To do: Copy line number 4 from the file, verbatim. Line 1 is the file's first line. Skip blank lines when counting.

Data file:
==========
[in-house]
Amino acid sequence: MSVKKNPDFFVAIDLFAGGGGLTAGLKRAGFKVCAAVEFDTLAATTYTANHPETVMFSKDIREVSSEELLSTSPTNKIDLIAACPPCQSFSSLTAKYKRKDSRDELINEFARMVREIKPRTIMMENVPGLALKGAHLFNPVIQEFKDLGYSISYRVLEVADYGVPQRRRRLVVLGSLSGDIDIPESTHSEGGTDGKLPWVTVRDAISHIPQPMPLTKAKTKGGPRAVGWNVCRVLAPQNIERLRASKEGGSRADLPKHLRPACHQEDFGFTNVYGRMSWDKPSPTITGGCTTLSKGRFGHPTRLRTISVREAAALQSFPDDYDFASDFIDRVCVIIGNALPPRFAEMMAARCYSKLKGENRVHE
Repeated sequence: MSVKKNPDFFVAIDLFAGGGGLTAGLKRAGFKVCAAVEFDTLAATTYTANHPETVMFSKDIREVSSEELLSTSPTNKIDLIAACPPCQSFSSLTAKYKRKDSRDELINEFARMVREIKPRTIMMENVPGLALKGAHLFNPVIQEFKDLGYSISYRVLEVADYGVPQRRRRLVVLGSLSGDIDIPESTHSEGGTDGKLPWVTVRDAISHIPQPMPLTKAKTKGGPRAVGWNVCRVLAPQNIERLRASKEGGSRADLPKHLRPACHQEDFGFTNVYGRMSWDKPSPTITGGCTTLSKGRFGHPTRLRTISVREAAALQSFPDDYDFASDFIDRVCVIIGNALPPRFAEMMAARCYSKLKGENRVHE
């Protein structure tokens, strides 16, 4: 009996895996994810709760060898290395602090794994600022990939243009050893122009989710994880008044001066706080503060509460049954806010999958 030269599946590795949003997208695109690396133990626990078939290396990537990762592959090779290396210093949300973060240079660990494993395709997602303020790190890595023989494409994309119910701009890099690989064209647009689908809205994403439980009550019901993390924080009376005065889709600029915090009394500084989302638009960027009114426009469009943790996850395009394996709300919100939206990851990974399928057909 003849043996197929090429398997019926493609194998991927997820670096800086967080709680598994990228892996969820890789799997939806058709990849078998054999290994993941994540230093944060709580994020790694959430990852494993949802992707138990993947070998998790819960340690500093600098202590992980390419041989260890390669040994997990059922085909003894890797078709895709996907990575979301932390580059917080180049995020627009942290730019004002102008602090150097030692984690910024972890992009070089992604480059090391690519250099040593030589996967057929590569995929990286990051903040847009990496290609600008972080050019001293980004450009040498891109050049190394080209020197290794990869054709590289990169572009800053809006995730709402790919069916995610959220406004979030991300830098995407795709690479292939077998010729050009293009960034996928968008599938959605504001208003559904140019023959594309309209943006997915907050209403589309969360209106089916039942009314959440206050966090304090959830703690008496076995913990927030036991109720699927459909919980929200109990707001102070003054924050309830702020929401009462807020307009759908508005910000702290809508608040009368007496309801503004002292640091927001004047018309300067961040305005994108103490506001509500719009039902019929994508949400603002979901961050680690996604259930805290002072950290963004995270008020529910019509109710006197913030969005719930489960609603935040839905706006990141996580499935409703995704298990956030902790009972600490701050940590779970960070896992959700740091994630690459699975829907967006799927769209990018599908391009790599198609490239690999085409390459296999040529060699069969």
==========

């Protein structure tokens, strides 16, 4: 009996895996994810709760060898290395602090794994600022990939243009050893122009989710994880008044001066706080503060509460049954806010999958 030269599946590795949003997208695109690396133990626990078939290396990537990762592959090779290396210093949300973060240079660990494993395709997602303020790190890595023989494409994309119910701009890099690989064209647009689908809205994403439980009550019901993390924080009376005065889709600029915090009394500084989302638009960027009114426009469009943790996850395009394996709300919100939206990851990974399928057909 003849043996197929090429398997019926493609194998991927997820670096800086967080709680598994990228892996969820890789799997939806058709990849078998054999290994993941994540230093944060709580994020790694959430990852494993949802992707138990993947070998998790819960340690500093600098202590992980390419041989260890390669040994997990059922085909003894890797078709895709996907990575979301932390580059917080180049995020627009942290730019004002102008602090150097030692984690910024972890992009070089992604480059090391690519250099040593030589996967057929590569995929990286990051903040847009990496290609600008972080050019001293980004450009040498891109050049190394080209020197290794990869054709590289990169572009800053809006995730709402790919069916995610959220406004979030991300830098995407795709690479292939077998010729050009293009960034996928968008599938959605504001208003559904140019023959594309309209943006997915907050209403589309969360209106089916039942009314959440206050966090304090959830703690008496076995913990927030036991109720699927459909919980929200109990707001102070003054924050309830702020929401009462807020307009759908508005910000702290809508608040009368007496309801503004002292640091927001004047018309300067961040305005994108103490506001509500719009039902019929994508949400603002979901961050680690996604259930805290002072950290963004995270008020529910019509109710006197913030969005719930489960609603935040839905706006990141996580499935409703995704298990956030902790009972600490701050940590779970960070896992959700740091994630690459699975829907967006799927769209990018599908391009790599198609490239690999085409390459296999040529060699069969």